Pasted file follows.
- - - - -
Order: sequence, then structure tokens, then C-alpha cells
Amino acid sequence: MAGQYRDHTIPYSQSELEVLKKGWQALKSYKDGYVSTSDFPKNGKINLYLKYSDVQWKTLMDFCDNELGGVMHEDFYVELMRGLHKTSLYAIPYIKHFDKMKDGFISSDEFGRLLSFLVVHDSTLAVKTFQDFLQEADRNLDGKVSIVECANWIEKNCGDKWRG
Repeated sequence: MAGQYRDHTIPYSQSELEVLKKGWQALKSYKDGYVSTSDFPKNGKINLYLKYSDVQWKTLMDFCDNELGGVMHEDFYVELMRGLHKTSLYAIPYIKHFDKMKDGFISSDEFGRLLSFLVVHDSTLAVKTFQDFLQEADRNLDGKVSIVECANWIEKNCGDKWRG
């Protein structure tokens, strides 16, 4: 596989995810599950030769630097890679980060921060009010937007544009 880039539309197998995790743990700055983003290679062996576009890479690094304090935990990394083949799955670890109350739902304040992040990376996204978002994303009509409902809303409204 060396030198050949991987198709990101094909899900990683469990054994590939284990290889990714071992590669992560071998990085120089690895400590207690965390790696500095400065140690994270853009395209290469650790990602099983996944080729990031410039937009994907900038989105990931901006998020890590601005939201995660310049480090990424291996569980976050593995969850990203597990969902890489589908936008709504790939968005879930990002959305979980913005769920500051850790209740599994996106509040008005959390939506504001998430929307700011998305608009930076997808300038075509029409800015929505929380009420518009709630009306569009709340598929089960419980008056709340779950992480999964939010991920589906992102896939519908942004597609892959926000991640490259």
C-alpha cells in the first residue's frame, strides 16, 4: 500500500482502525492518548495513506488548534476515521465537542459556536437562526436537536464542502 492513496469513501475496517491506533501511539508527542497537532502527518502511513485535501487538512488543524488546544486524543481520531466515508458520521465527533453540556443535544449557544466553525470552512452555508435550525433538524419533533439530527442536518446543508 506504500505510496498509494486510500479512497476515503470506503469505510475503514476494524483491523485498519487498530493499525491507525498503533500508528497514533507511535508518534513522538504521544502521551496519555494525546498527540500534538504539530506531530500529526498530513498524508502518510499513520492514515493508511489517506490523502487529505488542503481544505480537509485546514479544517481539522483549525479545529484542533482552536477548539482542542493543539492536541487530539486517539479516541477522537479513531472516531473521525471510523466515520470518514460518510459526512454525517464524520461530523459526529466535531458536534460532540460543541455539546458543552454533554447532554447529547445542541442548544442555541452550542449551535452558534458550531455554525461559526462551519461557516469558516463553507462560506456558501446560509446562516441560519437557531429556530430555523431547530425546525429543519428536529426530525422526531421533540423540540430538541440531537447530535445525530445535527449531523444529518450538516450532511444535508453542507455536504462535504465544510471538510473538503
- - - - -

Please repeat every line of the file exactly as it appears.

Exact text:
Order: sequence, then structure tokens, then C-alpha cells
Amino acid sequence: MAGQYRDHTIPYSQSELEVLKKGWQALKSYKDGYVSTSDFPKNGKINLYLKYSDVQWKTLMDFCDNELGGVMHEDFYVELMRGLHKTSLYAIPYIKHFDKMKDGFISSDEFGRLLSFLVVHDSTLAVKTFQDFLQEADRNLDGKVSIVECANWIEKNCGDKWRG
Repeated sequence: MAGQYRDHTIPYSQSELEVLKKGWQALKSYKDGYVSTSDFPKNGKINLYLKYSDVQWKTLMDFCDNELGGVMHEDFYVELMRGLHKTSLYAIPYIKHFDKMKDGFISSDEFGRLLSFLVVHDSTLAVKTFQDFLQEADRNLDGKVSIVECANWIEKNCGDKWRG
């Protein structure tokens, strides 16, 4: 596989995810599950030769630097890679980060921060009010937007544009 880039539309197998995790743990700055983003290679062996576009890479690094304090935990990394083949799955670890109350739902304040992040990376996204978002994303009509409902809303409204 060396030198050949991987198709990101094909899900990683469990054994590939284990290889990714071992590669992560071998990085120089690895400590207690965390790696500095400065140690994270853009395209290469650790990602099983996944080729990031410039937009994907900038989105990931901006998020890590601005939201995660310049480090990424291996569980976050593995969850990203597990969902890489589908936008709504790939968005879930990002959305979980913005769920500051850790209740599994996106509040008005959390939506504001998430929307700011998305608009930076997808300038075509029409800015929505929380009420518009709630009306569009709340598929089960419980008056709340779950992480999964939010991920589906992102896939519908942004597609892959926000991640490259």
C-alpha cells in the first residue's frame, strides 16, 4: 500500500482502525492518548495513506488548534476515521465537542459556536437562526436537536464542502 492513496469513501475496517491506533501511539508527542497537532502527518502511513485535501487538512488543524488546544486524543481520531466515508458520521465527533453540556443535544449557544466553525470552512452555508435550525433538524419533533439530527442536518446543508 506504500505510496498509494486510500479512497476515503470506503469505510475503514476494524483491523485498519487498530493499525491507525498503533500508528497514533507511535508518534513522538504521544502521551496519555494525546498527540500534538504539530506531530500529526498530513498524508502518510499513520492514515493508511489517506490523502487529505488542503481544505480537509485546514479544517481539522483549525479545529484542533482552536477548539482542542493543539492536541487530539486517539479516541477522537479513531472516531473521525471510523466515520470518514460518510459526512454525517464524520461530523459526529466535531458536534460532540460543541455539546458543552454533554447532554447529547445542541442548544442555541452550542449551535452558534458550531455554525461559526462551519461557516469558516463553507462560506456558501446560509446562516441560519437557531429556530430555523431547530425546525429543519428536529426530525422526531421533540423540540430538541440531537447530535445525530445535527449531523444529518450538516450532511444535508453542507455536504462535504465544510471538510473538503